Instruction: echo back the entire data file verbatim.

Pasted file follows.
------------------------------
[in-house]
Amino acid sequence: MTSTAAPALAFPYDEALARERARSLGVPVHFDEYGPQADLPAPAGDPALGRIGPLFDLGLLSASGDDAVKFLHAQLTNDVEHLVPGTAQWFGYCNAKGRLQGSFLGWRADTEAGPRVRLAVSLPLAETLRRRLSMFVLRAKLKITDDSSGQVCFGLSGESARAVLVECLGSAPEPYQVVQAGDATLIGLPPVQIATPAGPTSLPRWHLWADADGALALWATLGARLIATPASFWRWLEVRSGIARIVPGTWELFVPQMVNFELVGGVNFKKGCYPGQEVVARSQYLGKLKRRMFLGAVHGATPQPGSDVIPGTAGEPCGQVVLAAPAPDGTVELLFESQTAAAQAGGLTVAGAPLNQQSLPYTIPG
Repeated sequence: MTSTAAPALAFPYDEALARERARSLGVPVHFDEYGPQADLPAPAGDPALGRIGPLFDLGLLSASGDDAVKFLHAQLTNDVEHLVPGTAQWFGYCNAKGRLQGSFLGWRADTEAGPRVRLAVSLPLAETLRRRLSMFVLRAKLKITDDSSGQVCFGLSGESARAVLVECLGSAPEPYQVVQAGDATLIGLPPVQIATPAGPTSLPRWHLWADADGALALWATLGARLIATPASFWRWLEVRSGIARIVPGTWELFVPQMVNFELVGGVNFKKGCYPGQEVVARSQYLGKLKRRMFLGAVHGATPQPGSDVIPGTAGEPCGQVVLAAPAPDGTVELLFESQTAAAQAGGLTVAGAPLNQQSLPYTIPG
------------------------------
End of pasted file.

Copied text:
[in-house]
Amino acid sequence: MTSTAAPALAFPYDEALARERARSLGVPVHFDEYGPQADLPAPAGDPALGRIGPLFDLGLLSASGDDAVKFLHAQLTNDVEHLVPGTAQWFGYCNAKGRLQGSFLGWRADTEAGPRVRLAVSLPLAETLRRRLSMFVLRAKLKITDDSSGQVCFGLSGESARAVLVECLGSAPEPYQVVQAGDATLIGLPPVQIATPAGPTSLPRWHLWADADGALALWATLGARLIATPASFWRWLEVRSGIARIVPGTWELFVPQMVNFELVGGVNFKKGCYPGQEVVARSQYLGKLKRRMFLGAVHGATPQPGSDVIPGTAGEPCGQVVLAAPAPDGTVELLFESQTAAAQAGGLTVAGAPLNQQSLPYTIPG
Repeated sequence: MTSTAAPALAFPYDEALARERARSLGVPVHFDEYGPQADLPAPAGDPALGRIGPLFDLGLLSASGDDAVKFLHAQLTNDVEHLVPGTAQWFGYCNAKGRLQGSFLGWRADTEAGPRVRLAVSLPLAETLRRRLSMFVLRAKLKITDDSSGQVCFGLSGESARAVLVECLGSAPEPYQVVQAGDATLIGLPPVQIATPAGPTSLPRWHLWADADGALALWATLGARLIATPASFWRWLEVRSGIARIVPGTWELFVPQMVNFELVGGVNFKKGCYPGQEVVARSQYLGKLKRRMFLGAVHGATPQPGSDVIPGTAGEPCGQVVLAAPAPDGTVELLFESQTAAAQAGGLTVAGAPLNQQSLPYTIPG